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  1. #1
    Senior Member
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    You comments please on my extraction video.



    Comments please..

  2. #2
    Senior Member
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    Jan 2007
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    Salt Lake City
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    So....

    Rather than dismissing what you asked or being patronizing, here are my professional observations.

    In short. Dude, that's bad... really bad. 😦 But you knew that or you wouldn't ask. So huge thumbs up for being smart enough to ask for feedback.

    Espresso flow starts way too soon... at 3 seconds rather than 7 or 9 or... no crema whatsoever, so beans are old and stale. Espresso blondes at 11 seconds which is an indication of too coarse, and/or not enough grounds along with the previously mentioned old/stale beans.

    I'm guessing inexpensive grinder or pre-ground.

    It is obviously early in the game for you as you seem to lack the most basic knowledge. There is a lot of great information available.

    Here is a good place to start -
    http://www.home-barista.com/espresso-guide.html and then continue reading the other guides after that.

    Keep at it.
    John Piquet
    caffe d'bolla
    Salt Lake City, UT
    caffedbolla.com

  3. #3
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    Quote Originally Posted by ensoluna View Post
    thumps UP! from Alex the goat milk latte guy :+)
    I worked with a group of; 'born and raised in Italy' fellows for about two years. They couldn't get going in the morning until they had their espresso. They used a DeLonghi EC155, and a bag of pre-ground Illy, plus a huge amount of sugar. Stir and downed quickly. They didn't fuss about it either, dumped in the pre-ground beans that had been sitting in a bag in the cupboard, leveled and tamped with the attached disk. They were happy with it. So if a group of born and raised Italians can't be trusted to learn from, I don't know who is! One of them was fussy but only about Neapolitan Pizza, having attended a training course on how to made it according to legal standards! I'd like to see the same thing outside of Italy, an Italian course on how they make their everyday espresso. But back to Italians and their espresso, I was amazed with the huge amount of sugar they added to their shot, 3 heaping teaspoons, so, 6 teaspoons! Therefore I have no guilt nor shame when I drop my espresso into steamed milk with sugar and cocoa, I like it. The cocoa and coffee seem to have an affinity towards each others, like a man to his woman! The machine I used to create the video is a DeLonghi ECP3420, with same pumping ability as an EC155 but a much better steamer. The bean I used was a mixture of three totally different beans combined and ground on my Baratza Encore; conical burr grinder set at 6, portafilter with two level DeLonghi scoops, then the portafilter leveled and lightly tamped. I did use the old EC155 portafilter with the valve intact. Once I use up my triple blend and go back to a single bean I'll start working with the portafilter with the spring valve removed. So, I'm just having fun, my little hobby for my morning Cocoa Latte! I'm the exact same way with my barbecue cooking. When many others seem to believe the most expensive cooker will get them were they need to go, I paid $35 for a used natural gas kitchen oven/stove, removed all the gas lines, removed the metal that was in between the oven and the drawer under it. Coals go into drawer under meat and meat lays on oven racks. I have a wonderful barbecue cooker where I can cook meat over coals. Same for fishing, here in USA they aren't happy without having a $20,000 boat and trailer with a $35,000 truck to haul it plus $10,000 of fishing gear, when I'm happy from the shore casting out with a float! Idiots! (I think that is what the Italian man would say!)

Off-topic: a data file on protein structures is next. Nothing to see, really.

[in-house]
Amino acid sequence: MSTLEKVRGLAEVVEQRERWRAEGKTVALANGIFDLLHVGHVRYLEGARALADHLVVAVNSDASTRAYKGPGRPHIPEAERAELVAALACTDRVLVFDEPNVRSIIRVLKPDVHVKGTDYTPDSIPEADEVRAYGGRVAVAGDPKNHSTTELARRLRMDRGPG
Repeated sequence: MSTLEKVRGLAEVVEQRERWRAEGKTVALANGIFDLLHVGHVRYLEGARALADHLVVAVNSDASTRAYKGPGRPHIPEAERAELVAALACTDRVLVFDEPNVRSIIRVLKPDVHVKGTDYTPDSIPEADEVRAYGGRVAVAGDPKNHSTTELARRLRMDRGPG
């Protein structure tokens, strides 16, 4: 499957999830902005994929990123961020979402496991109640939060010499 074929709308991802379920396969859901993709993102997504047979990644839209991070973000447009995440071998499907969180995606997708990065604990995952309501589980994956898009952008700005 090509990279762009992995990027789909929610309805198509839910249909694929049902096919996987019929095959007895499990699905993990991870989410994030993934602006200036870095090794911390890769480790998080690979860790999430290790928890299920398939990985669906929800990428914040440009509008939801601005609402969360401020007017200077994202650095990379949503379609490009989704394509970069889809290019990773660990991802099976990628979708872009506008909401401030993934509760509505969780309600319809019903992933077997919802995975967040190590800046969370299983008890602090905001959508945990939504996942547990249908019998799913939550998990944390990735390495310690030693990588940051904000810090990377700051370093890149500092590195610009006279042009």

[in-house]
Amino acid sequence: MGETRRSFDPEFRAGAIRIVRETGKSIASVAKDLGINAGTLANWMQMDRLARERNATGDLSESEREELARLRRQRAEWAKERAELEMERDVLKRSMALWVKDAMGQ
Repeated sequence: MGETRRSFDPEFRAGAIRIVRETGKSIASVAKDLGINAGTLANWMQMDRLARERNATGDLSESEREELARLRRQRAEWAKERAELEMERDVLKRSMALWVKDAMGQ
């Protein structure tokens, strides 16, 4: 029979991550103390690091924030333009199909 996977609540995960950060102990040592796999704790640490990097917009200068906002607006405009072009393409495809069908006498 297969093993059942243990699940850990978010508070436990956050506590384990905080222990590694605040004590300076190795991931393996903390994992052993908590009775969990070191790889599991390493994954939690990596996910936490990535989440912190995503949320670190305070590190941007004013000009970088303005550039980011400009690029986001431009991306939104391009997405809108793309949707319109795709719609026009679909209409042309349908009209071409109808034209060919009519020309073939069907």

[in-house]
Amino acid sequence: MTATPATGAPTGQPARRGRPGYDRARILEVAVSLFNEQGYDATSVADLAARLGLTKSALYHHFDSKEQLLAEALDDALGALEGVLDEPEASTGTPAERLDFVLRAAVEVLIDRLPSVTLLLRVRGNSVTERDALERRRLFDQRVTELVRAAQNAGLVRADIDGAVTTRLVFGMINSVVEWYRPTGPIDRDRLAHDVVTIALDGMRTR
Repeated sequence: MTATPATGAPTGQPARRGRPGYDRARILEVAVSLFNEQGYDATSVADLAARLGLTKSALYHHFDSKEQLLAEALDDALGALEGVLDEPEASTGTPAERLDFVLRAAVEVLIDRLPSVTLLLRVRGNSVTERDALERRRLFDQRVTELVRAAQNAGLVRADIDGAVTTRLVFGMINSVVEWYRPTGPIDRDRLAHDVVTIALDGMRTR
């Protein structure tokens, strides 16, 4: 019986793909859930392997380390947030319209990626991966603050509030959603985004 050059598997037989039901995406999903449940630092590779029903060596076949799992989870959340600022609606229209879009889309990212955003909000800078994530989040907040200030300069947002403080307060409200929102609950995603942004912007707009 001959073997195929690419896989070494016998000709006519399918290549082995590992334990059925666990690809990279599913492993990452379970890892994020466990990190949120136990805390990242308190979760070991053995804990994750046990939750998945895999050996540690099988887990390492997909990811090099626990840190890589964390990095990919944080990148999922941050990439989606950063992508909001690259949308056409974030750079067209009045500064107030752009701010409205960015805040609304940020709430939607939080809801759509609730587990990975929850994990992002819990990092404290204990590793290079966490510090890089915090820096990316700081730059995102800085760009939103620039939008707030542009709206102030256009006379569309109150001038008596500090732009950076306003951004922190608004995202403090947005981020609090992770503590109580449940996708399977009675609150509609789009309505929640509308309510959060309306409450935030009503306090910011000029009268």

4. #4
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    Goat milk, certainly, u must use what is available. I use powdered milk that has been reconstituted with water for my Latte's. You are to be commended for teaching, that is wonderful. Are you Christian? I'm Bahá'í and teaching is considered as a very honorable act. I'm retired but my wife Yvonne, is still working for one more year before she retires. Her family is from Puerto Rico but she grew up in Brooklyn, NY, and they were raised drinking Bustello coffee brand made in a Moka espresso pot!
    ~Michael

  5. #5
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    I would grind a little finer to see if that will slow down your shot a bit... I agree with John it run's too fast. And make sure you have the freshest beans available - with espresso freshness is the key.. ideally a few days off roast > 2/3 weeks is best.